How aspiring musicians like myself may feel about Hansard wasn't the deciding factor in choosing the Oscar-winning Once's Falling Slowly- I chose this for the inclusive importance it puts on the non-Irish character who the students are naturally going to relate to in some way or another and the way it makes Dublin look brokenly soft and woozy. I think students feel this way after a nice night out.... or a 30 minute pronunciation lesson.
What needs to be prepared:
1 photocopy to hand out broken into pages for small groups.
1 photocopy to hand out at the end of the session to each student
The soundtrack version of the song to play
(photocopies of lyrics are optional)
Technically there are very few rare phrasal verbs to work through, though "play themselves out" will take a bit of clever pre-teaching. This activity is meant for B1-B2 students in Intermediate or Upper-Int groups who have mastered the phonemes in the English File set. They must also be familiar with the real Irish "o" or the American "o" as well as Linking and Assimilation. This should be done after they have shown consistent ability to sound out IPA scripts for short linked phrases. The symbols representing the phrases are divided generally into "breaths" if that makes sense. I wanted to keep significant pauses obvious and keep the rhythm of the rhyme scheme in this way. I didn't do it word for word as that wouldn't reflect speech. It came out to 60 lines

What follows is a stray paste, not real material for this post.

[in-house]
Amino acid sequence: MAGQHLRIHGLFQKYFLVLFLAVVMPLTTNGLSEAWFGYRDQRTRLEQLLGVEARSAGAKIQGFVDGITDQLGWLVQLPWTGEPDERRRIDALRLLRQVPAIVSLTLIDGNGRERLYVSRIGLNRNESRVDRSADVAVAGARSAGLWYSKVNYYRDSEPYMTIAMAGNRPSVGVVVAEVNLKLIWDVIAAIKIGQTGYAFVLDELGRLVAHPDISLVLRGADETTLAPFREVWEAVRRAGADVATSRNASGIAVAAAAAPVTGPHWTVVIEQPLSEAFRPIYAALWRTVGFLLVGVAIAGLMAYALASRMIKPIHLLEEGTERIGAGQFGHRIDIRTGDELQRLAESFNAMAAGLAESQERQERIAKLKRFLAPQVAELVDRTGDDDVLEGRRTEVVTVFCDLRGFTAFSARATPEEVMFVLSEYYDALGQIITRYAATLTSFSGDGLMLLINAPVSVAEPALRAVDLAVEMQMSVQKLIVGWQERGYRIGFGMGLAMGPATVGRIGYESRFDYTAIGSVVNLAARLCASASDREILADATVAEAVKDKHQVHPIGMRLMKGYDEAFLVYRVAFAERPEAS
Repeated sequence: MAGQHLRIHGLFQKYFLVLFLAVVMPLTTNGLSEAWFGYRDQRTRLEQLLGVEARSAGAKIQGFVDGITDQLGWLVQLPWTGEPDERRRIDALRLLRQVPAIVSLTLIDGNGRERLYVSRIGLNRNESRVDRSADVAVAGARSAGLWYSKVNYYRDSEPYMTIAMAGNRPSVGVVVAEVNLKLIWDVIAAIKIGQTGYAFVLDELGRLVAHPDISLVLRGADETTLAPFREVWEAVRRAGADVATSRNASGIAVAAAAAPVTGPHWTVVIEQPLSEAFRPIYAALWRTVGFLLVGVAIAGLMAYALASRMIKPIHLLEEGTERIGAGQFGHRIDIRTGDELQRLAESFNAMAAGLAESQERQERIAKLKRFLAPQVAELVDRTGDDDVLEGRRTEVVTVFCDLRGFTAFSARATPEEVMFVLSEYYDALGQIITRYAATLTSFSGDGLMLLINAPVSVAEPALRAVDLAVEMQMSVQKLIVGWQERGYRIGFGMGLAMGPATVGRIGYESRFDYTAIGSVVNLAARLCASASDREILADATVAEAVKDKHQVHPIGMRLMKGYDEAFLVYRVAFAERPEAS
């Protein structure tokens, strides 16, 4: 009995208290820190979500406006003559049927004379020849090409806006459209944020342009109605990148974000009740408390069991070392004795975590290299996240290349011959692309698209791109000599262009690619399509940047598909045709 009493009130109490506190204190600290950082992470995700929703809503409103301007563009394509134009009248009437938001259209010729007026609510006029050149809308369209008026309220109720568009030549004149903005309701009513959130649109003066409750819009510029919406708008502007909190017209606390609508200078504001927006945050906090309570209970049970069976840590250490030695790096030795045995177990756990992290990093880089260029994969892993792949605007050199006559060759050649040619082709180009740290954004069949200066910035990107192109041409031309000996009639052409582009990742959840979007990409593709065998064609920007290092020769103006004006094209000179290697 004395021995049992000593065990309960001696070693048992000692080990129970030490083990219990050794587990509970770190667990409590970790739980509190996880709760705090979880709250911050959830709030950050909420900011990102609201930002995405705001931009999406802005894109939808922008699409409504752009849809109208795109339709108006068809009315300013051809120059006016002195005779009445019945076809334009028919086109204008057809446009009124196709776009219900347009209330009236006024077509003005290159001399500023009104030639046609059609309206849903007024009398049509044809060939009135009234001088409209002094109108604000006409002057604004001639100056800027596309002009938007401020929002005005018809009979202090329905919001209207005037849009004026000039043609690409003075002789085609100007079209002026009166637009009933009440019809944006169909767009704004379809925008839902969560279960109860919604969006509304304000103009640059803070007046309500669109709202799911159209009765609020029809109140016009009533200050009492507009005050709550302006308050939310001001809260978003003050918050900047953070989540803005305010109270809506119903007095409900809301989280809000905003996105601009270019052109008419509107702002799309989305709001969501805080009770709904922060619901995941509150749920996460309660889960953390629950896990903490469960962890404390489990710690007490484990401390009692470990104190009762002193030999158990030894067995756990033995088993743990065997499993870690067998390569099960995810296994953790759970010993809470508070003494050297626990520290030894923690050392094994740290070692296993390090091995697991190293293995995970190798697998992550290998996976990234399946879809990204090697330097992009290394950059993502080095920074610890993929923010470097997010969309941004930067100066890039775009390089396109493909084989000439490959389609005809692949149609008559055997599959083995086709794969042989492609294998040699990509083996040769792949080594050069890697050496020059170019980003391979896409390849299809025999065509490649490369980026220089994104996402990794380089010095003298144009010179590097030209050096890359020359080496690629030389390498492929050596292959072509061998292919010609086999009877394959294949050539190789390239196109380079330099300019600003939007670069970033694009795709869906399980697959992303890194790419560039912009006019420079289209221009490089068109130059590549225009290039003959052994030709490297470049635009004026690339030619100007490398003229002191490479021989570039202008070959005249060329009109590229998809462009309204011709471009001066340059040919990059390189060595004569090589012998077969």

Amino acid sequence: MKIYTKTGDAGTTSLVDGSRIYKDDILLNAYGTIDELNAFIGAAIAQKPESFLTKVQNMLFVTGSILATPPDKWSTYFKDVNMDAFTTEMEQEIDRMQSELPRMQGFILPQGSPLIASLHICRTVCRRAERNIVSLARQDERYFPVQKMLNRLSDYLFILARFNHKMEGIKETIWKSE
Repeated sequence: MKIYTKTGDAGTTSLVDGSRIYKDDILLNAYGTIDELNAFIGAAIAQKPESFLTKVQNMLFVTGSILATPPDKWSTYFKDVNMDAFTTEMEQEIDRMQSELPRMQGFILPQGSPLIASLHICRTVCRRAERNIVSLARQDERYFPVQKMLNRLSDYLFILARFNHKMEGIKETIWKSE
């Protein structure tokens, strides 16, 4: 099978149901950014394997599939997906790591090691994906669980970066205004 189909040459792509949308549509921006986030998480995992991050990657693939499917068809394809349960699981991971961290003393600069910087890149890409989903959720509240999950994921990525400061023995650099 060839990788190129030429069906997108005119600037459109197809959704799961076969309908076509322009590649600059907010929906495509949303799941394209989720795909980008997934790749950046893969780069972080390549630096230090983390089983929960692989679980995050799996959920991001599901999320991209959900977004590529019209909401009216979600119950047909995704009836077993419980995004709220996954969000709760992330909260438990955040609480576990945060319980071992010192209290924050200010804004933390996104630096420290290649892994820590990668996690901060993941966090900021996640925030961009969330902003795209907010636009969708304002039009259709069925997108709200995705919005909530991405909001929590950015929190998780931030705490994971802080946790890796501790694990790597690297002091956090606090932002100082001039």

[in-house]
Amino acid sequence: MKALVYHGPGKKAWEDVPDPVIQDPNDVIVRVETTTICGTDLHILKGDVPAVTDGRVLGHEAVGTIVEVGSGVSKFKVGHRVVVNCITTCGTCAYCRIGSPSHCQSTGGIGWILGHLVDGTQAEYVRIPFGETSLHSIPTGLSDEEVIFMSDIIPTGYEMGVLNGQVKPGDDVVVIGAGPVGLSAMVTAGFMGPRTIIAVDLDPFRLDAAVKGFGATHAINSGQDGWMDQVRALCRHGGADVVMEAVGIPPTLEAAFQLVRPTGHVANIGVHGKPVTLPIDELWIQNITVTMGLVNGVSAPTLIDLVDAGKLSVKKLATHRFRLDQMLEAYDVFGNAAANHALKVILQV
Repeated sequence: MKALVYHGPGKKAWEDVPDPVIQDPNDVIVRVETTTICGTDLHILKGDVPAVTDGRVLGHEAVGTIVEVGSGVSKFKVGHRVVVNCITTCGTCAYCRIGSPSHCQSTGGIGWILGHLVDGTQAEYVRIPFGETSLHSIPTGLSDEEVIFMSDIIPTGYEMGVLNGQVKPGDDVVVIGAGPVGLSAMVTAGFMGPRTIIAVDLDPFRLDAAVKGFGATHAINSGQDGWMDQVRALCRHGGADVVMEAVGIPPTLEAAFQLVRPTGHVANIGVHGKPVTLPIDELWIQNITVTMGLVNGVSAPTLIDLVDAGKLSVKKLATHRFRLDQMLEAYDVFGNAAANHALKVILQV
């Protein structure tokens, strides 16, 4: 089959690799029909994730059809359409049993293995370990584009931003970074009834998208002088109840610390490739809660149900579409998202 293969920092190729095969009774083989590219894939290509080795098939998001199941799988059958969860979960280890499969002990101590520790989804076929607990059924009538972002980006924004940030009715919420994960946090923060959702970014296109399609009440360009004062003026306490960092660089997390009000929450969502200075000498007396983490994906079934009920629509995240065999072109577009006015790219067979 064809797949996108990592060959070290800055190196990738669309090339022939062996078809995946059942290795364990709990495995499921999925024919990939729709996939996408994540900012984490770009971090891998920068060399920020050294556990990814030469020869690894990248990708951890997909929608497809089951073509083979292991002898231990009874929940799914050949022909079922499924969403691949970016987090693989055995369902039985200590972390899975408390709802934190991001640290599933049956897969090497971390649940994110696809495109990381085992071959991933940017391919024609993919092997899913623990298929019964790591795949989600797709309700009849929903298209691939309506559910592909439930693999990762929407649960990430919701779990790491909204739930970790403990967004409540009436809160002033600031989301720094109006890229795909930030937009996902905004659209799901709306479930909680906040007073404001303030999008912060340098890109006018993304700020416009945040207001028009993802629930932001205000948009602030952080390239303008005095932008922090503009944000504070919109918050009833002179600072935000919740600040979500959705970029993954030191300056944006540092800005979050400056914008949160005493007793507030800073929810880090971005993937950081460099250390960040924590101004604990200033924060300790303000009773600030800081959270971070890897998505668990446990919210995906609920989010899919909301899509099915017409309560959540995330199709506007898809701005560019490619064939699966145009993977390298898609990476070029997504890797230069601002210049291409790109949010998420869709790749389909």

So it was difficult but they managed most of it and saw all that theory in action.
How it went:
There were 14 students in the class where we did this. I handed out one page of five evenly-divided pages of lyrics to groups of three students. I had removed the title from the first page. They then worked it out taking 5 minutes on their per page until rotating it on to the next group until someone guessed the title because they had heard the song previously and enjoyed it enough to put on their mp3 player.